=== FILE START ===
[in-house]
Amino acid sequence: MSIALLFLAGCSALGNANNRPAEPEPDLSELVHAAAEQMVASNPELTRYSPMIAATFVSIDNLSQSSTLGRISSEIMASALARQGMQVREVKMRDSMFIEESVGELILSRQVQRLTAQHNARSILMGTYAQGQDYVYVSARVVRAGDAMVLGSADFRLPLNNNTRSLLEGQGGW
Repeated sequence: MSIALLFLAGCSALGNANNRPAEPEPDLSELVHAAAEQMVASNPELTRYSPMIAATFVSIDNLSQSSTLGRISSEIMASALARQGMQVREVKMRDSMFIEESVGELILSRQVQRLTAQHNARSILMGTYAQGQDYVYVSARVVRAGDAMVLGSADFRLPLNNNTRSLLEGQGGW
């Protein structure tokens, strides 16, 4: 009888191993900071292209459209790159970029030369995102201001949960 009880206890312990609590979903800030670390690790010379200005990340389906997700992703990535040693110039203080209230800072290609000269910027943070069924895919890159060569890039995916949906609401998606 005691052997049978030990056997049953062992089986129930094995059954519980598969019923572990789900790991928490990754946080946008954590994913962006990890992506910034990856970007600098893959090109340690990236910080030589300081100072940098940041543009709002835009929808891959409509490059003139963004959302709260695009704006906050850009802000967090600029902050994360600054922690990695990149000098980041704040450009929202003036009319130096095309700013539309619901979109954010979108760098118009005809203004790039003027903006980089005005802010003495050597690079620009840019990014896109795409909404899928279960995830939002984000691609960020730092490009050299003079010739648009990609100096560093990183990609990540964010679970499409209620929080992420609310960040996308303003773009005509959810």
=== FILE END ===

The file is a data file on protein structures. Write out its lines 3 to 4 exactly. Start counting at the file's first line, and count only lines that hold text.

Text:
Repeated sequence: MSIALLFLAGCSALGNANNRPAEPEPDLSELVHAAAEQMVASNPELTRYSPMIAATFVSIDNLSQSSTLGRISSEIMASALARQGMQVREVKMRDSMFIEESVGELILSRQVQRLTAQHNARSILMGTYAQGQDYVYVSARVVRAGDAMVLGSADFRLPLNNNTRSLLEGQGGW
């Protein structure tokens, strides 16, 4: 009888191993900071292209459209790159970029030369995102201001949960 009880206890312990609590979903800030670390690790010379200005990340389906997700992703990535040693110039203080209230800072290609000269910027943070069924895919890159060569890039995916949906609401998606 005691052997049978030990056997049953062992089986129930094995059954519980598969019923572990789900790991928490990754946080946008954590994913962006990890992506910034990856970007600098893959090109340690990236910080030589300081100072940098940041543009709002835009929808891959409509490059003139963004959302709260695009704006906050850009802000967090600029902050994360600054922690990695990149000098980041704040450009929202003036009319130096095309700013539309619901979109954010979108760098118009005809203004790039003027903006980089005005802010003495050597690079620009840019990014896109795409909404899928279960995830939002984000691609960020730092490009050299003079010739648009990609100096560093990183990609990540964010679970499409209620929080992420609310960040996308303003773009005509959810």